Scrapbook Paper Clothespin Wreaths {Inspired by Kojo Designs}

The idea for these brilliant clothespin wreaths came from Kirstin at Kojo Designs, who made it as a tea wreath, and it is one of my favorite projects.

O Tea Wreath, how do I love thee? Let me count the ways. You are

  • easy to make
  • inexpensive
  • eco-friendly, reusing items that would other get recycled or trashed
  • a showcase for gorgeous papers
  • frugal, using up small scraps of paper
  • the perfect gift – beautiful, unique, and useful!
  • versatile – start with tea and adapt for many other displays

Collage of wreath ideas

 

I think Kirstin’s tutorial pretty much covers it all. I had only a few variations for making mine. I also loved thinking up new ways to use these wreaths!

Here are the simple steps with my tips.

Creating the wreath base:

  • Cut a cardboard wreath using sturdy corrugated cardboard or two pieces of thinner board glued together. I used a plate for tracing the outside circle and a scrapbooking template for the inner circle, though you could also use a cup. If you are using scrapbooking paper, make sure your wreath is no bigger than 11 inches in diameter, so you can wrap the 12 inch paper around.
  • Cut your paper in a circle 1/2 to 1 inch bigger all around than your wreath. The more room you have the easier it will be to wrap the paper around. I used a beautiful wrapping paper called Hydrangeas by Kate & Birdie. I’ll have more projects with that paper coming up!
  • Center your cardboard base on the paper and glue in place. I preferred to use a glue stick for this step, to give a smooth finish.
  • Cut tabs around the outside and the center. I didn’t cut all the way to the cardboard, so the the tabs would not show on the sides.
  • Glue down the tabs in the back. I used the glue stick here, also.
20120518-203554.jpg

Wrapping the wreath base. After glueing the circle in place, cut tabs around the outside.

20120518-203602.jpg

I used a craft knife to cut the tabs in the center and held the wreath up to the light to see where to cut.

20120518-203612.jpg

I liked the glue stick for glueing down the tabs. It sticks quickly and doesn’t wrinkle the paper.

Creating the clothespins:

  • You can find wood clothespins online or at a hardware or craft store. Try the dollar store, too!
  • Cut strips of paper the width of the clothespins. This is a great way to use up all sorts of small scraps of paper that are too beautiful to waste. To cut the thin strips, I used the trusty quilting ruler and mat I used in making the fabric growth charts.
  • Glue the strips to the pins. I used white glue to attach the paper to the clothespins, because it soaks into the porous surface of the wood and leaves a smooth finish. I spread the glue on one pin and then pressed it against a second one, to get a thin layer that completely covered the side of the pin.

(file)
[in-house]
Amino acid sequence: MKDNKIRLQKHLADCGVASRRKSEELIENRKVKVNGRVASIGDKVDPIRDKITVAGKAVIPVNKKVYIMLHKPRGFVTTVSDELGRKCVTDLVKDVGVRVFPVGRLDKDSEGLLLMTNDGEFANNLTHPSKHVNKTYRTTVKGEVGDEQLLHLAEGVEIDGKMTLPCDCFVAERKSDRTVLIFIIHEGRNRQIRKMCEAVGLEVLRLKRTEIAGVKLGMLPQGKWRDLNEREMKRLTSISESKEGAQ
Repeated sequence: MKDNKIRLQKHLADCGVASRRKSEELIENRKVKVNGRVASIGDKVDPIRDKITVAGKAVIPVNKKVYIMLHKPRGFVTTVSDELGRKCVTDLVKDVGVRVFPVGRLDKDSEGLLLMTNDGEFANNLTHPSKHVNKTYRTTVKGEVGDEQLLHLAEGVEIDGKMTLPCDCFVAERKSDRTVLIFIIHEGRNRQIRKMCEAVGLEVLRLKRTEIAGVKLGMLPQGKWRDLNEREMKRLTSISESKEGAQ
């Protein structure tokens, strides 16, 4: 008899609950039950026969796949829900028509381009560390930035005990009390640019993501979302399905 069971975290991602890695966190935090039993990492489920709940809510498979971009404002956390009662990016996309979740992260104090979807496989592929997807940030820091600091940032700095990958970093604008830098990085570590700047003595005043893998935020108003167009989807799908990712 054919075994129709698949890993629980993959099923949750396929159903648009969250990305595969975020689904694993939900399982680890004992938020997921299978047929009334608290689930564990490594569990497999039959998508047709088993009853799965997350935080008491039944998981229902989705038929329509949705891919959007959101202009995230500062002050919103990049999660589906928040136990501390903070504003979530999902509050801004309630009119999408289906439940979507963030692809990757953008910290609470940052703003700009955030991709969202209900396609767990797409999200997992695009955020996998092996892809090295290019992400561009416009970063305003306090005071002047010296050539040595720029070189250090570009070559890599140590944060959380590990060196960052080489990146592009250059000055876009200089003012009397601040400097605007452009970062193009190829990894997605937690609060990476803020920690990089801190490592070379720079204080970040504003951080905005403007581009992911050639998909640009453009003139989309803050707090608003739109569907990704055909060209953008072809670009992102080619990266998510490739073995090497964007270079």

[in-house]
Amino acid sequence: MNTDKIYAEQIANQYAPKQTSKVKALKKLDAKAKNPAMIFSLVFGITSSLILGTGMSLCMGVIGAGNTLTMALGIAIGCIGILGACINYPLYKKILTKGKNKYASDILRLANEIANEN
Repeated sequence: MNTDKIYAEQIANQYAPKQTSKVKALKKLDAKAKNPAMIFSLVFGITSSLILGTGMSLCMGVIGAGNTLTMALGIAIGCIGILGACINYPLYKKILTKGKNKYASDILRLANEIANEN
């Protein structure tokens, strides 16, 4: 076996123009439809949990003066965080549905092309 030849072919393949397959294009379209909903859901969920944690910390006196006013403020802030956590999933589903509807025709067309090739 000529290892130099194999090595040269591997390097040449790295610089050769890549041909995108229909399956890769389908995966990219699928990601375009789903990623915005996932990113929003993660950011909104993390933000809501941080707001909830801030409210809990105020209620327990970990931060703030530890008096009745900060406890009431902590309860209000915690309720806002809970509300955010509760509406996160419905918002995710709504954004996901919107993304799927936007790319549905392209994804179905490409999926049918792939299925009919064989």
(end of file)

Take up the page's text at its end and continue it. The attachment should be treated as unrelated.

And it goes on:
20120518-203621.jpg

I used a quilting ruler and mat to cut precise strips of paper for the clothespins.

glueing onto clothespins

I used white glue for covering the pins with paper. By pressing two pins together, you get a thin even layer of glue.

Covered clothespins

Wow! These clothespins are so beautiful!

Finishing the wreath:

  • Using a glue gun, attach the pins around the wreath, with the clips facing outward.
  • Loop a ribbon around for hanging. You could also use some adhesive strips on the back, if you don’t want to see the ribbon. I like the 3M picture hangers I used for putting up the oversize wall initials.
glueing pins to wreath

Finish the wreath by glueing the pins in place with a hot glue gun and adding a ribbon to hang it.

 

Endless ideas!

I made several of these wreaths for Christmas and birthdays recently, including teacher gifts, and they were always a big hit. I made them in a variety of colors for many different looks

While I gave the wreaths away with tea bags, my friends and I have found new uses for these beautiful wreaths. Here are some of our ideas. I’d love to hear yours, too!

  • Appreciation wreath – My friend Monica used hers to write messages of appreciation to her kids. She used index cards cut in half and wrote in a different color for each child.
  • Inspiration board – I’m using mine to pin ideas for craft and DIY projects.
  • Photo display – what a pretty way to display your favorite pictures!
  • Card holder – for holiday cards, birthday cards, business cards.
Inspiration wreath

I’m using my wreath to organize ideas for projects. I might need some more pins!

I think there are lots of great uses for the decorated clothespins themselves, too. You could

  • Mount the pins on a rectangular backing for a memo board or photos.
  • Put magnets on the back to use on fridges or magnet boards. If you don’t have a fridge that holds magnets, you can stick the clips directly on the fridge with a removable adhesive, which is what I did with these clips for kids art.
  • Set up a “clothesline” art gallery and use these pretty clips to easily hang and change the kids’ projects.
  • Clip together papers or swatches to organize your office or craft room.

Thanks again to Kirstin at Kojo Designs for this wonderful project idea. It has become a standby for me, and I hope you will let me know if you come up with new ideas for these beautiful wreaths and pins!

“Jewels”

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3 thoughts on “Scrapbook Paper Clothespin Wreaths {Inspired by Kojo Designs}

  1. Pingback: DIY Pencil Tins: Desk Set | Jewels at Home

  2. Pingback: Clothespin Wreath Advent Calendar | Jewels at Home

  3. Pingback: The Ultimate Craft Studio – Five Keys to the Perfect Creative Retreat | Jewels at Home

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